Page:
Vegan Book Club discussion

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message 1: by Tessa (new)

Tessa (trisstessa) | 555 comments Mod
Share your thoughts on the first part of Adulthood Rites here!


message 2: by Tessa (new)

Tessa (trisstessa) | 555 comments Mod
Just finished part one this morning...

Okay. So.

Obviously, I'm very intrigued by Akin (and his name). What an interesting child! He's incredibly inquisitive - it makes me wonder if he would be like that as a 100% human. I feel bad knowing he is essentially an experiment because human-born males are considered dangerous - is that only because the men we've met tend to hate the Oankali? I think they have a right to that hatred.

I like that Tino "could accept [Akin] without understanding." The world would be a much better place if more people were like that. We don't have to understand something or someone to be respectful, compassionate, etc. Different cultures, races, experiences...Even animals. They're different from humans, but those differences don't make them worse or inferior.

After Lilith meets Tino, I was struck by Lilith's words when Tino asked if she was forced to have kids. She tells him, "One of them surprised me." I was disgusted by this in the first book and am still disgusted. And again, I can't help but find parallels between this and how we treat animals. Cows are impregnated by force for milk, and the Oankali are against using animals...yet are okay using women...okay...Though Lilith acknowledges that yes, she did want children, she says, "But if I had the strength not to ask, it should have had the strength to let me alone." This is what bothered me so much about Nikanj and continues to bother me. It didn't give Lilith a choice, so I can never like it.

I really expected Tino to be the one to steal Akin, especially because Dichaan warned him not to be alone with him. Butler writes that Akin came to trust Tino very quickly and so did everyone else eventually. I really felt like that was leading up to Akin being alone with Tino in the woods and Tino just...taking him. When that didn't happen, I was both happy and not happy - happy because it was a twist and unhappy because, well, I don't want Akin to be hurt!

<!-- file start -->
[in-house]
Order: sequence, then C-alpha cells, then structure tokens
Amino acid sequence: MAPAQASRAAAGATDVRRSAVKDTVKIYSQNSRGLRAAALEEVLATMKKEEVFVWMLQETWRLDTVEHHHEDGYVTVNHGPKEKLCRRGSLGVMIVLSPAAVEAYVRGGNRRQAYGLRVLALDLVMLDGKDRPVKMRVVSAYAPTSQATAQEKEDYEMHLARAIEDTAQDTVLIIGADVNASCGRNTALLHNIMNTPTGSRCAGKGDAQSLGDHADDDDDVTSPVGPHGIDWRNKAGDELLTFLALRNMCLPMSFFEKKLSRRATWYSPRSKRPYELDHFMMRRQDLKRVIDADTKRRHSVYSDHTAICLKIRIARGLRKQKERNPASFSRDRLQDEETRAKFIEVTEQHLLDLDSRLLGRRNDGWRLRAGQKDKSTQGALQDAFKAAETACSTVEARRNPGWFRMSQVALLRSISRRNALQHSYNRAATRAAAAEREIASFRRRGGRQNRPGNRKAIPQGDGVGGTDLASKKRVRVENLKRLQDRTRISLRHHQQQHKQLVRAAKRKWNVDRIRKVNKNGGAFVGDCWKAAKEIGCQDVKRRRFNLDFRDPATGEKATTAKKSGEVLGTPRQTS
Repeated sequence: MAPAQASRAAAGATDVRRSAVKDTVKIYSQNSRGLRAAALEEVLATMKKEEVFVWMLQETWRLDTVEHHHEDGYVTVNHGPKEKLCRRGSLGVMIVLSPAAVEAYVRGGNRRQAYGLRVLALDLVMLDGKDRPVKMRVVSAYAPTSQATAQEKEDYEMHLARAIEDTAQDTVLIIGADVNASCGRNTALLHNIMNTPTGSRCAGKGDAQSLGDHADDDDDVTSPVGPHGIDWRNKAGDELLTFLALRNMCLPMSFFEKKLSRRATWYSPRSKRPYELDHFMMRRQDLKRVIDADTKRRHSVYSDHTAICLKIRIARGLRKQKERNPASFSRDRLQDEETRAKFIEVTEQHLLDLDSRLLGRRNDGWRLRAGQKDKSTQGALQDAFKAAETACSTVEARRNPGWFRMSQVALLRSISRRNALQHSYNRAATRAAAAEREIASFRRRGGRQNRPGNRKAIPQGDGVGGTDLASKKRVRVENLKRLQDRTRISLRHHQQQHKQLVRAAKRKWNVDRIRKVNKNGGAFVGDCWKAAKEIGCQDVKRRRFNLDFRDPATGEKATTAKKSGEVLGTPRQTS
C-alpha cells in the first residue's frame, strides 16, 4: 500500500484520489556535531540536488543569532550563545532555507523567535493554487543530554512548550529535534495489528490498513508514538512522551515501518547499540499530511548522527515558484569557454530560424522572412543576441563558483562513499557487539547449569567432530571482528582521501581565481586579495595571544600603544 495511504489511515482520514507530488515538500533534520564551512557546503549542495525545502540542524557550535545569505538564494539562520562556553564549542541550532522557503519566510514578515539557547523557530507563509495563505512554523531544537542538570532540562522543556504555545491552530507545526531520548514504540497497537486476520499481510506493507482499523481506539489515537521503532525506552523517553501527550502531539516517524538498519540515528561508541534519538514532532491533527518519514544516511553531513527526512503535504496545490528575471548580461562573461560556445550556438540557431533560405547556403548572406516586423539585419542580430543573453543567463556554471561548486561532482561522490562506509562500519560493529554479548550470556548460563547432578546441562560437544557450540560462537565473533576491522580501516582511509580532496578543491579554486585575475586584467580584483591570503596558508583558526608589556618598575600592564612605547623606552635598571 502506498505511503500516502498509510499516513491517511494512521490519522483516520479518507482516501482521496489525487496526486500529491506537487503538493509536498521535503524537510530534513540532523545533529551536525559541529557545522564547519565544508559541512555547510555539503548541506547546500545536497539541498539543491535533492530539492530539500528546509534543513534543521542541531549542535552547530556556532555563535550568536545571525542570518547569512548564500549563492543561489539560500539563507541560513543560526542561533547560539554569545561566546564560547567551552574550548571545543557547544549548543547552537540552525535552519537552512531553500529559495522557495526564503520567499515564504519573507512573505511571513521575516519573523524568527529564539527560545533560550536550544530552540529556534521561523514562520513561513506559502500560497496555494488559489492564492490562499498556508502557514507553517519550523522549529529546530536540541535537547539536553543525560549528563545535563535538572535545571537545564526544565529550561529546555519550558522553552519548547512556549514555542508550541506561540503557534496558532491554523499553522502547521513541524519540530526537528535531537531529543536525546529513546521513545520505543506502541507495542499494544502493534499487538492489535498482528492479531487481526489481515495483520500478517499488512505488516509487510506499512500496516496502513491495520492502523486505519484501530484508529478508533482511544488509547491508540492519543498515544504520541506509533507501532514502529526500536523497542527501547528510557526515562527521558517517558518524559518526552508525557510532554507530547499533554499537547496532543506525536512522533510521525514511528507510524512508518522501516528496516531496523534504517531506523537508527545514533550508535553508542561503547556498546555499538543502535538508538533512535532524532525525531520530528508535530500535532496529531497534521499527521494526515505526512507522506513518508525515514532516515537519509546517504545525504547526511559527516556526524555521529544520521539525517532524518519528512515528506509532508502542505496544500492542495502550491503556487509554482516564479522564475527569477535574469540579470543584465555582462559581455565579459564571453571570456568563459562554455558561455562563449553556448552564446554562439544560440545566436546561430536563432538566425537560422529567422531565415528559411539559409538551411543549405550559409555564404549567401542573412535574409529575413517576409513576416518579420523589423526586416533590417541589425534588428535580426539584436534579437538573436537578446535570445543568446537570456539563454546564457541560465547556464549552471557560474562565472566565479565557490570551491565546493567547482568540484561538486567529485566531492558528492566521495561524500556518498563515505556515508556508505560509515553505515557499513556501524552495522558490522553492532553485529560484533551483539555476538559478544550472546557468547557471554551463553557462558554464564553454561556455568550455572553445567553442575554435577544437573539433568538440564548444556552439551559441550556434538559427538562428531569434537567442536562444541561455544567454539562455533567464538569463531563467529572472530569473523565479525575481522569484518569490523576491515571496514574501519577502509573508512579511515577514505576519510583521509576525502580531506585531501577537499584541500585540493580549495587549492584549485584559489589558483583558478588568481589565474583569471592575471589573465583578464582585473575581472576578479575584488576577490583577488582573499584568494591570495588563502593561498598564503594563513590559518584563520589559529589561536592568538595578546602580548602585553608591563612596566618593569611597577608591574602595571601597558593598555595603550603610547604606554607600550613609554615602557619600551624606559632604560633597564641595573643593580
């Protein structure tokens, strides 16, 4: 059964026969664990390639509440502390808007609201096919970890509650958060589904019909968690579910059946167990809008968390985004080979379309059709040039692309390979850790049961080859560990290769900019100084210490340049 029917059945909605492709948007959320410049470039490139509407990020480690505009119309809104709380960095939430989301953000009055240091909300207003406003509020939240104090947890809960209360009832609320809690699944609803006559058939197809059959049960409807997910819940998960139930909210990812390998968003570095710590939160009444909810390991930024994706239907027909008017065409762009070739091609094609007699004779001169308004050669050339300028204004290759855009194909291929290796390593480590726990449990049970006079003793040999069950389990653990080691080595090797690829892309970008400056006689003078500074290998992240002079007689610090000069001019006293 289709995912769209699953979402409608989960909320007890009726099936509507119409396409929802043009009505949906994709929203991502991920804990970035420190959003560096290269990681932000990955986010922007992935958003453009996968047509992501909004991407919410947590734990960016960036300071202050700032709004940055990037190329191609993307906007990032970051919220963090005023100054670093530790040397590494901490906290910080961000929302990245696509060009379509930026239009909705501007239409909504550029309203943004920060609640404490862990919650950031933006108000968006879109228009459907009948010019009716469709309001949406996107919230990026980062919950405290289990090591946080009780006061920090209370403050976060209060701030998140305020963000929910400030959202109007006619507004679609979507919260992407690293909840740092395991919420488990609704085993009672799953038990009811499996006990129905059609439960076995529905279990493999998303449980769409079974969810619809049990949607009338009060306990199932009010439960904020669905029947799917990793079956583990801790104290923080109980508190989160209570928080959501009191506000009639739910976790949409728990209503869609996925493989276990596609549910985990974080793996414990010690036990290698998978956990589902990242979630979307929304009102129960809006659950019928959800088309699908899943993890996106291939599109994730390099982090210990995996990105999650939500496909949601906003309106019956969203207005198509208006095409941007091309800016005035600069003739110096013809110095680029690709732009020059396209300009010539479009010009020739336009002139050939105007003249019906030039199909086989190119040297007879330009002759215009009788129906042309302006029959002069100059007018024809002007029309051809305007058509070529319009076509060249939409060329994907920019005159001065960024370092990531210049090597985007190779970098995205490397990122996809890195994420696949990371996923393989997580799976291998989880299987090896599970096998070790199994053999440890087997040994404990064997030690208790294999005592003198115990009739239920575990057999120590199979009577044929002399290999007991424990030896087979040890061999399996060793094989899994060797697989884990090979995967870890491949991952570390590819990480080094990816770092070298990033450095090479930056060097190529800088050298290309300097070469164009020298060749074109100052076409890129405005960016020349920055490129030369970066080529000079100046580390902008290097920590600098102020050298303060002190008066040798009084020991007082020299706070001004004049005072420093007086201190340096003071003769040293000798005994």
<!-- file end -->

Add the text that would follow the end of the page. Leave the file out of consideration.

Also, I know this isn't the point of the novel(s), but I'm really interested in the food they mention. For example, "scigee" - it's made from a war-mutated plant and has the same taste and texture of pigs.

I'm definitely interested in seeing how the rest of the novel plays out. What will the humans do with (or to) Akin? What more will we learn about him and the humans? I already have some sympathy for both, so I wonder if I'll have even more for the humans. I know they're "evil," but...it's understandable in a way, isn't it?

Looking forward to hearing what the rest of you think of the book so far!


message 3: by Ayoola (new)

Ayoola | 48 comments Yes, bodily autonomy continues to be an important theme in this book. Both for humans and, now, for constructs with Akin’s kidnapping.

When I read this book the first time, I just assumed that Akin (I pronounced it in my head as Ah-KEEN) was a middle eastern or African name. I see that it is a Scottish surname, but I don’t see anything about its meaning as a first name. I wonder how Butler came to choose that name. Names are VERY important in all of her books as far as I can tell, so I know this was thought out. I also was assuming that people’s aversion to the name Lilith had to do with the biblical Lilith, since, at least in Phoenix, they obviously still believe in Christianity. But then I saw how they have made their own myths around Lilith, our character in the book. Myth-making is obviously another important feature of humanity and a resistance tool. It does not appear that the Oankali have myths, since they apparently never forget anything, even things that happened to their genetic predecessors a long time ago.


message 4: by Ayoola (new)

Ayoola | 48 comments And yes, scigee sounds fascinating. It reminds me of how many plants are being used as meat and dairy alternatives nowadays. When I was a kid (my friend was vegetarian; I wasn’t yet) all the mock meats and such were soy based. Now, we’ve got jackfruit for pulled pork, milk from green peas, eggs from mung beans... it’s wild! And also so much more accessible.


message 5: by Ayoola (new)

Ayoola | 48 comments And yes, scigee sounds fascinating. It reminds me of how many plants are being used as meat and dairy alternatives nowadays. When I was a kid (my friend was vegetarian; I wasn’t yet) all the mock meats and such were soy based. Now, we’ve got jackfruit for pulled pork, milk from green peas, eggs from mung beans... it’s wild! And also so much more accessible.


message 6: by Tessa (new)

Tessa (trisstessa) | 555 comments Mod
Ayoola wrote: "Yes, bodily autonomy continues to be an important theme in this book. Both for humans and, now, for constructs with Akin’s kidnapping.

When I read this book the first time, I just assumed that Aki..."


I thought the same thing about Lilith's name! When it was revealed that it was just because of how notorious Lilith herself was, I was taken aback. Obviously, she is controversial among the humans, but knowing that stories about her are being passed around from human to human was so interesting.


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